The second-to-last night dive was as spectacular as always, but this time we were graced with the presence of a HUGE female Galapagos shark. It was at least 3 meters long and swam directly at the divemaster. The group froze, waiting to see what would happen, but the shark turned at the last minute and swam on. The shark circled the group at least 3 more times during the dive – an experience that turns out to be exponentially more thrilling at night than it is during the day.

Those of us on the Blue Team had the honor of witnessing the highlight of the trip – a bait ball. We were diving near Punta Maria, and some debris had drifted towards us. The debris had attracted a ball of small pelagic fish, which in turn attracted a mixture of 50+ silky and Galapagos sharks to feast upon them (not to mention the countless hunting brown boobies diving into the action from the surface). We watched the massacre for a full half hour. When it was all over, after boarding the skiff, we gazed in wonder as a mother dolphin and her tiny baby scouted the area for the sharks’ leftovers. Talk about a once-in-a-lifetime experience.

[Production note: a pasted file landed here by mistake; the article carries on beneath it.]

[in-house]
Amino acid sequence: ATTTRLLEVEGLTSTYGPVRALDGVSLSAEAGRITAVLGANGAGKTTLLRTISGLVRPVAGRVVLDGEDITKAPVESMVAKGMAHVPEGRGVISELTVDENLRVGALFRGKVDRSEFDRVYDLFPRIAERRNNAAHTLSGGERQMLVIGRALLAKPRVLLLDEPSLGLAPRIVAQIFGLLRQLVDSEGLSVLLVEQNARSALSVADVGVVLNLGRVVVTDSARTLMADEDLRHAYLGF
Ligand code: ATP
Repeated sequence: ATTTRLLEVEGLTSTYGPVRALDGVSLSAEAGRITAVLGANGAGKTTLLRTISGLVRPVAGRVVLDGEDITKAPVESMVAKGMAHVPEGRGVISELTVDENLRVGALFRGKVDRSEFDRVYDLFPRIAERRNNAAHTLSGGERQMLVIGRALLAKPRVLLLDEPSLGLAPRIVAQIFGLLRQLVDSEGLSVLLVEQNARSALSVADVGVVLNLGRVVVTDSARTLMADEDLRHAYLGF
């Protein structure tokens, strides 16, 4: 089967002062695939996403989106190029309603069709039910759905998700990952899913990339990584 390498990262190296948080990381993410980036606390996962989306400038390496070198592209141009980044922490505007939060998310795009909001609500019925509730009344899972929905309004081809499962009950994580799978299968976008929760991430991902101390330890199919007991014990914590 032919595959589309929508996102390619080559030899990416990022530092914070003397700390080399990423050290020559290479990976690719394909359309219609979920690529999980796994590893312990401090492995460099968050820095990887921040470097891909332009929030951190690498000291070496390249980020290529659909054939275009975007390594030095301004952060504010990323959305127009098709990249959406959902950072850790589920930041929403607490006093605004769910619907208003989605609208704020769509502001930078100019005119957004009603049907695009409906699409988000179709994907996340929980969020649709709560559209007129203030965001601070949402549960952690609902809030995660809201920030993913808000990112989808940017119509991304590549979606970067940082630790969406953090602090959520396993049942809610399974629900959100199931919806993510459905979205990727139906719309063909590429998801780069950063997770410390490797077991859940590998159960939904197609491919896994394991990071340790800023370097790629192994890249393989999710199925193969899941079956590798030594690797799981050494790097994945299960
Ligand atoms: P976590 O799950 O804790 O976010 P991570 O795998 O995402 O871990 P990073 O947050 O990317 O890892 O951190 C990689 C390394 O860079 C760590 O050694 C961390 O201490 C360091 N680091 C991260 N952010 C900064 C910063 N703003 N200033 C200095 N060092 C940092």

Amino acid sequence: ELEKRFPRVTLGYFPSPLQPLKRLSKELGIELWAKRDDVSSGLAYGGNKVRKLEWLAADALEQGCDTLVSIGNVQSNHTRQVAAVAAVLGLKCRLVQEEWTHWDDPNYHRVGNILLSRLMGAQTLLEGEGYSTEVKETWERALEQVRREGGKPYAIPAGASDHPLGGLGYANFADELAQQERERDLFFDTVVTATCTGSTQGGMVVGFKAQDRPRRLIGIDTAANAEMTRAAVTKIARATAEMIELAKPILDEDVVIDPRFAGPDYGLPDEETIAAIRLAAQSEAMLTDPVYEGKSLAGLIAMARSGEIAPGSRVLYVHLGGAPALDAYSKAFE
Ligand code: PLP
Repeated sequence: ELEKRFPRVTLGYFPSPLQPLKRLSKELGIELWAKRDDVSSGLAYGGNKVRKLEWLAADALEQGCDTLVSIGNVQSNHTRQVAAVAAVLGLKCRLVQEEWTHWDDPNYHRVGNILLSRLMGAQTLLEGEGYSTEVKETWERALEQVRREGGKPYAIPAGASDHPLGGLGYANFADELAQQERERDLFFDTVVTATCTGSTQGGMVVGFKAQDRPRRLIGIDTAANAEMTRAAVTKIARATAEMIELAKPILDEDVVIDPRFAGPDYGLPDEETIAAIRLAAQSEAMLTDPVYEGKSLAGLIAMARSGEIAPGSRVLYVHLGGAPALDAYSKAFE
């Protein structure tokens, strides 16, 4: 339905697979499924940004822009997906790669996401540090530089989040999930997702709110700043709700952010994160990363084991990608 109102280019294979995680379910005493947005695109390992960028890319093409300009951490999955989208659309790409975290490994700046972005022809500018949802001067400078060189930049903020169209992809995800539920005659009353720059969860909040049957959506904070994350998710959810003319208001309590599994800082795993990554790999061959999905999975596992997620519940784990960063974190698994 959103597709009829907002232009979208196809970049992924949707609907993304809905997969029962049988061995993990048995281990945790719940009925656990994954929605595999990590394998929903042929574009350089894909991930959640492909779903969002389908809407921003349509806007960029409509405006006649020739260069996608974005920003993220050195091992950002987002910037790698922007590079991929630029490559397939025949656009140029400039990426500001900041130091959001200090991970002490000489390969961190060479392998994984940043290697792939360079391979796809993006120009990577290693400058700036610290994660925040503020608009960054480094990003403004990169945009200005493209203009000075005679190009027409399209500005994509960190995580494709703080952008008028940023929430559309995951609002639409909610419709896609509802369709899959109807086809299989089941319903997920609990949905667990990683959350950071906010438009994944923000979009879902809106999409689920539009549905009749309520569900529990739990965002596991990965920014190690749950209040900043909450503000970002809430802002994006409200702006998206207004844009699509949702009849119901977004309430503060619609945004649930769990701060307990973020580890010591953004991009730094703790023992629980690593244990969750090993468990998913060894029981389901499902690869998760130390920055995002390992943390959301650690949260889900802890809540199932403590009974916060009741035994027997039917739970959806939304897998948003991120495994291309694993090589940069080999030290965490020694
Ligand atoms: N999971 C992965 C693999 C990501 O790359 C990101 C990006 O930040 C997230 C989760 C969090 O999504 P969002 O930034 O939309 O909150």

Dive Conditions
Currents  
mild
strong
Visibility   46 ft / 14 m
Water Temp.   80°F / 27°C
Weather
Climate  
sunny
rainy
Sea  
calm
choppy
Crossings
to Cocos Island  
calm
choppy
to Puntarenas  
calm
choppy
© copyright by Photo by: Edwar Herreño

© copyright by Undersea Hunter Group
© copyright by Edwar Herreño
© copyright by Undersea Hunter Group
© copyright by Edwar Herreño
© copyright by Undersea Hunter Group
This special expedition was as clearly defined by Cocos Island’s epic marine life as it was by the honorable ocean conservationists on board.

Led by world-famous marine biologist Dr. Sylvia Earle, the MV Argo departed for Cocos Island filled with dedicated environmentalists, all with one priority in mind: to save the world’s oceans from overfishing and destruction.